The opening bars of ECM's recording of the Requiem for Larissa with the National Choir and Symphony Orchestra of Ukraine conducted by Volodymr Sirenko announce that this will be a deep musical experience both emotionally and sonically. While the lower frequencies captured on Sony Classical's disc of Silvestrov's signature Fifth Symphony for David Robertson and the Deutsche Symphonie-Orchester Berlin in the Jesus-Christus-Kirche, Berlin would not be out of place at a trance music festival. (The Jesus-Christus-Kirche was the venue for many great Karajan sessions with the Berlin Philharmonic and also Barbirolli's profoundly moving 1963 Mahler Nine with the same orchestra.)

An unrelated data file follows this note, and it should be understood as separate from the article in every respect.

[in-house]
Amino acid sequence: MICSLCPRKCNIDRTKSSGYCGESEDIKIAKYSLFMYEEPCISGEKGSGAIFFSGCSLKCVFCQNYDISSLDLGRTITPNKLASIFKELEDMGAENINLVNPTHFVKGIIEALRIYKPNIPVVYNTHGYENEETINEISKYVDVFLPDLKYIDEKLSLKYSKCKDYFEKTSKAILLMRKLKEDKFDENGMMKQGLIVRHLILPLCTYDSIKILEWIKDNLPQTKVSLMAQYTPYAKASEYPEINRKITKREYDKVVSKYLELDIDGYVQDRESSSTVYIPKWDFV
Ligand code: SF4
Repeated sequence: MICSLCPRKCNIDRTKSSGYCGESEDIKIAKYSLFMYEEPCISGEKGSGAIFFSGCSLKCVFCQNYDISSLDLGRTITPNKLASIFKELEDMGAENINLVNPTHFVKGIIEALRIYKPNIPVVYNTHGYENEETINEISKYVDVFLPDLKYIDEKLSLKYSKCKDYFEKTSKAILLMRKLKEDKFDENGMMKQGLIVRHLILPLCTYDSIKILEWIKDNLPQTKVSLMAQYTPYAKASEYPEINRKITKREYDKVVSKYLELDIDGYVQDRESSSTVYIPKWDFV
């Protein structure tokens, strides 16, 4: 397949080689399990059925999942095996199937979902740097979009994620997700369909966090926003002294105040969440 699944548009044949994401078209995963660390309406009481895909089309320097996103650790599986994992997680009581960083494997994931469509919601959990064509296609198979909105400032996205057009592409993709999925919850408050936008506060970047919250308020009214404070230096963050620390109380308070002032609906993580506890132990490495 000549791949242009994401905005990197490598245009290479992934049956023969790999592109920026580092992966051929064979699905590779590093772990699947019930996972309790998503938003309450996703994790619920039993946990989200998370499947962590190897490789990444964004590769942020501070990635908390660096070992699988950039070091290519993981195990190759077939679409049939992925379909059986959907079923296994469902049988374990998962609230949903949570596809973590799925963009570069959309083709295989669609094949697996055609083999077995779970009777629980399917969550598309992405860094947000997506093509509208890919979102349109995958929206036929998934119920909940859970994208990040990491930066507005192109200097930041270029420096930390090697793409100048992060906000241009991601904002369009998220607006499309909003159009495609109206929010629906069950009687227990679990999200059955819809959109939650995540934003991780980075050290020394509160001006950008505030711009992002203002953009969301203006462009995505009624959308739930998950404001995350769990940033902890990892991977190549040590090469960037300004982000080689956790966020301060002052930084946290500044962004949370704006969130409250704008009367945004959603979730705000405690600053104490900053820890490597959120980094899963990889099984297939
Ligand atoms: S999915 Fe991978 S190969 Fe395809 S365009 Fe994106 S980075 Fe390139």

When my recent listening felicitously juxtaposed the Requiem for Larissa with the ambient electronica of Mercurius Presence from Steve Roach's live The Sky Opens album I realised that, yes, classical music can break through the electronic glass ceiling. Jonathan Harvey explained that 'music and the world, everything is oscillation', while the Sufi master Hazrat Inayat Khan taught more than a century ago that "spirit descends into matter by the law of vibrations. Subsequently Einstein's theory of relativity explained how mass and energy are closely linked, while quantum field theory has identified how vibrating subatomic particles interact. This means our bodies are tuned to resonate with frequencies, as sound ecologist and composer R. Murray Schafer explains: